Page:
On the 200th anniversary of Charles Dickens’s birth, author and actor Simon Callow walks us through some of the London locations that were important to Dickens. from the Strand – where Dickens’s parents married – to the site of the blacking factory near Hungerford Bridge where he worked aged 12
Charles Dickens (1812-1870), English Victorian era author wrote numerous highly acclaimed novels including his most autobiographical David Copperfield (1848-1850);
“Whether I shall turn out to be the hero of my own life, or whether that station will be held by anybody else, these pages must show. To begin my life with the beginning of my life, I record that I was born (as I have been informed and believe) on a Friday, at twelve o’clock at night. It was remarked that the clock began to strike, and I began to cry, simultaneously.”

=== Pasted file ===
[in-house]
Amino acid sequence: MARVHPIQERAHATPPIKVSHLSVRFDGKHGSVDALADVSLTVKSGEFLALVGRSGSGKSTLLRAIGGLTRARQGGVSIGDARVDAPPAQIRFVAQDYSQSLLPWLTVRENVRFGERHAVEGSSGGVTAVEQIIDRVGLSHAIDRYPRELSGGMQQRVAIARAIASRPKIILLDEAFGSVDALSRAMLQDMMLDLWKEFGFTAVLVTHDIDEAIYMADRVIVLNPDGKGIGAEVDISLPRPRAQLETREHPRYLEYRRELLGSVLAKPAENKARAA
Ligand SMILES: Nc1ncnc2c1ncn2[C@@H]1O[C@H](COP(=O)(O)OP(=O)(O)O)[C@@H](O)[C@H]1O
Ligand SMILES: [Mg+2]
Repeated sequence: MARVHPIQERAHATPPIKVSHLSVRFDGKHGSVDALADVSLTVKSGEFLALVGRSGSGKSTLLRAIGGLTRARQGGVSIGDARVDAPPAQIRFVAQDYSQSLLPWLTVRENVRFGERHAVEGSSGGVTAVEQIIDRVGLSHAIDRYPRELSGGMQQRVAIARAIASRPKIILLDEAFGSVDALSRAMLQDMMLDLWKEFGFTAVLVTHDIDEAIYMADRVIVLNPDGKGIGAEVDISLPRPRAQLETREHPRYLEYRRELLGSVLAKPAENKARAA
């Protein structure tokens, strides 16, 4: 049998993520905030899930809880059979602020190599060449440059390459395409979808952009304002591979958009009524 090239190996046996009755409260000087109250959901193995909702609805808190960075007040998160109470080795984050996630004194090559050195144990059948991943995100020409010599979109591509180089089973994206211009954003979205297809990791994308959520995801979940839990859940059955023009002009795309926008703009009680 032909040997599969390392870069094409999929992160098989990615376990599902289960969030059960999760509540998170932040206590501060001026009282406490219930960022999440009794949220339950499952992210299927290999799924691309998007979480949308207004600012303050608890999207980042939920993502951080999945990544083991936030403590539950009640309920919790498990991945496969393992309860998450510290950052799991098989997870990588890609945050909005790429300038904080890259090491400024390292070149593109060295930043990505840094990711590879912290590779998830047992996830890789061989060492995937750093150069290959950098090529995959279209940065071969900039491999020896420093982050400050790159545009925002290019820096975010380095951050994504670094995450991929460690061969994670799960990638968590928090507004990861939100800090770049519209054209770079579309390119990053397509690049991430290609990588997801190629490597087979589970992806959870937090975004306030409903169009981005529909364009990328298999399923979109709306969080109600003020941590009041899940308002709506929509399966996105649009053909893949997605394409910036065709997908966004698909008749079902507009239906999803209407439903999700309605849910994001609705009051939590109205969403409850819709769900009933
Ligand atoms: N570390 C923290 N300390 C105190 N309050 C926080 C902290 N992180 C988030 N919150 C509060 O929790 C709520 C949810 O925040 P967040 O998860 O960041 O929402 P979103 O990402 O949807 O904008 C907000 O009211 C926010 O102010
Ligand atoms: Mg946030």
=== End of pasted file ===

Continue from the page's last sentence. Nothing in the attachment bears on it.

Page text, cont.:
As a prolific 19th Century author of short stories, plays, novellas, novels, fiction and non, during his lifetime Dickens became known the world over for his remarkable characters, his mastery of prose in the telling of their lives, and his depictions of the social classes, mores and values of his times. Some considered him the spokesman for the poor, for he definitely brought much awareness to their plight, the downtrodden and the have-nots. He had his share of critics like Virginia Woolf and Henry James, but also many admirers, even into the 21st Century.